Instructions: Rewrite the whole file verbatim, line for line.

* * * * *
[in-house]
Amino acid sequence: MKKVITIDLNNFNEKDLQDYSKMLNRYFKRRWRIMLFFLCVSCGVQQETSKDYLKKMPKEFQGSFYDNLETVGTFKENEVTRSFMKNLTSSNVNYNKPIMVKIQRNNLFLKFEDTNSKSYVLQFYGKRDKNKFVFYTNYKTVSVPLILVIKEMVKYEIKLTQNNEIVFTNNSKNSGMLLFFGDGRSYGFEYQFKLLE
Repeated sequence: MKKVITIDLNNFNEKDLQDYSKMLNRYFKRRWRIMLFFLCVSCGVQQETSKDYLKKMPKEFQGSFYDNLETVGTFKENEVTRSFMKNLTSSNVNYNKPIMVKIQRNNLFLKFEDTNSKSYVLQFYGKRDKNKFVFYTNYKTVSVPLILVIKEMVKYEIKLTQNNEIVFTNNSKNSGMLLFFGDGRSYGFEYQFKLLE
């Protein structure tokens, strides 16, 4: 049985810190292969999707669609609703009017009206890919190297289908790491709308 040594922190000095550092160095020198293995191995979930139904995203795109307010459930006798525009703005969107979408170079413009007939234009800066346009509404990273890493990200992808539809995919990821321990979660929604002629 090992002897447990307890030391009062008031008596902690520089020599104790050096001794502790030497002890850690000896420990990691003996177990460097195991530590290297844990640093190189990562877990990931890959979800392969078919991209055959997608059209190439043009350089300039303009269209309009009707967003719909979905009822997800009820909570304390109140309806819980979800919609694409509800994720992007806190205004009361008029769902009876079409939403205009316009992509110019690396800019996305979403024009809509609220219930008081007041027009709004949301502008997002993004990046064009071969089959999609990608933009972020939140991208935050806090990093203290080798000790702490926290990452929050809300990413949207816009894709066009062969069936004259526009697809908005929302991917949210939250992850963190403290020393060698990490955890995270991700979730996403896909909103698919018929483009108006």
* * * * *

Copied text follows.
[in-house]
Amino acid sequence: MKKVITIDLNNFNEKDLQDYSKMLNRYFKRRWRIMLFFLCVSCGVQQETSKDYLKKMPKEFQGSFYDNLETVGTFKENEVTRSFMKNLTSSNVNYNKPIMVKIQRNNLFLKFEDTNSKSYVLQFYGKRDKNKFVFYTNYKTVSVPLILVIKEMVKYEIKLTQNNEIVFTNNSKNSGMLLFFGDGRSYGFEYQFKLLE
Repeated sequence: MKKVITIDLNNFNEKDLQDYSKMLNRYFKRRWRIMLFFLCVSCGVQQETSKDYLKKMPKEFQGSFYDNLETVGTFKENEVTRSFMKNLTSSNVNYNKPIMVKIQRNNLFLKFEDTNSKSYVLQFYGKRDKNKFVFYTNYKTVSVPLILVIKEMVKYEIKLTQNNEIVFTNNSKNSGMLLFFGDGRSYGFEYQFKLLE
């Protein structure tokens, strides 16, 4: 049985810190292969999707669609609703009017009206890919190297289908790491709308 040594922190000095550092160095020198293995191995979930139904995203795109307010459930006798525009703005969107979408170079413009007939234009800066346009509404990273890493990200992808539809995919990821321990979660929604002629 090992002897447990307890030391009062008031008596902690520089020599104790050096001794502790030497002890850690000896420990990691003996177990460097195991530590290297844990640093190189990562877990990931890959979800392969078919991209055959997608059209190439043009350089300039303009269209309009009707967003719909979905009822997800009820909570304390109140309806819980979800919609694409509800994720992007806190205004009361008029769902009876079409939403205009316009992509110019690396800019996305979403024009809509609220219930008081007041027009709004949301502008997002993004990046064009071969089959999609990608933009972020939140991208935050806090990093203290080798000790702490926290990452929050809300990413949207816009894709066009062969069936004259526009697809908005929302991917949210939250992850963190403290020393060698990490955890995270991700979730996403896909909103698919018929483009108006």